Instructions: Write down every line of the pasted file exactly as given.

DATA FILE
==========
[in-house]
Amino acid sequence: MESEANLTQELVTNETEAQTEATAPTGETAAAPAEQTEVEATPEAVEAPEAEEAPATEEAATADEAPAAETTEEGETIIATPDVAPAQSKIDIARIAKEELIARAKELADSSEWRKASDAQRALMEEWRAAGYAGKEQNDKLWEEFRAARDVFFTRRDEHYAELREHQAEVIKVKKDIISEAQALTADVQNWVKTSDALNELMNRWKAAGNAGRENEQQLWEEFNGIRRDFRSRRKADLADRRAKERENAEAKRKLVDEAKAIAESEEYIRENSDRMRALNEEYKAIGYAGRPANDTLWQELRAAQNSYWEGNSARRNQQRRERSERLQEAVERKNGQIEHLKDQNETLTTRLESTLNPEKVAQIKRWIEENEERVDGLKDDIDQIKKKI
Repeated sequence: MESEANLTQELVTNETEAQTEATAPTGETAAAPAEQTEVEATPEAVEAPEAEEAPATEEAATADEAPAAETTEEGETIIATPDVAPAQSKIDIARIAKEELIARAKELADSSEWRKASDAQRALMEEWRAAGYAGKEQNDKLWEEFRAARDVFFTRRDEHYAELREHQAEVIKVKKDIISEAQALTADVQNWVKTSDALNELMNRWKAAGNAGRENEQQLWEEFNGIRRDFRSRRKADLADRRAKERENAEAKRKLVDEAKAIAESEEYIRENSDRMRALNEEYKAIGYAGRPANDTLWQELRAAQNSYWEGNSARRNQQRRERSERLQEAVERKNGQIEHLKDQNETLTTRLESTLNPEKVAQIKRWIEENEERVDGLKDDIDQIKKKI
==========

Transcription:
[in-house]
Amino acid sequence: MESEANLTQELVTNETEAQTEATAPTGETAAAPAEQTEVEATPEAVEAPEAEEAPATEEAATADEAPAAETTEEGETIIATPDVAPAQSKIDIARIAKEELIARAKELADSSEWRKASDAQRALMEEWRAAGYAGKEQNDKLWEEFRAARDVFFTRRDEHYAELREHQAEVIKVKKDIISEAQALTADVQNWVKTSDALNELMNRWKAAGNAGRENEQQLWEEFNGIRRDFRSRRKADLADRRAKERENAEAKRKLVDEAKAIAESEEYIRENSDRMRALNEEYKAIGYAGRPANDTLWQELRAAQNSYWEGNSARRNQQRRERSERLQEAVERKNGQIEHLKDQNETLTTRLESTLNPEKVAQIKRWIEENEERVDGLKDDIDQIKKKI
Repeated sequence: MESEANLTQELVTNETEAQTEATAPTGETAAAPAEQTEVEATPEAVEAPEAEEAPATEEAATADEAPAAETTEEGETIIATPDVAPAQSKIDIARIAKEELIARAKELADSSEWRKASDAQRALMEEWRAAGYAGKEQNDKLWEEFRAARDVFFTRRDEHYAELREHQAEVIKVKKDIISEAQALTADVQNWVKTSDALNELMNRWKAAGNAGRENEQQLWEEFNGIRRDFRSRRKADLADRRAKERENAEAKRKLVDEAKAIAESEEYIRENSDRMRALNEEYKAIGYAGRPANDTLWQELRAAQNSYWEGNSARRNQQRRERSERLQEAVERKNGQIEHLKDQNETLTTRLESTLNPEKVAQIKRWIEENEERVDGLKDDIDQIKKKI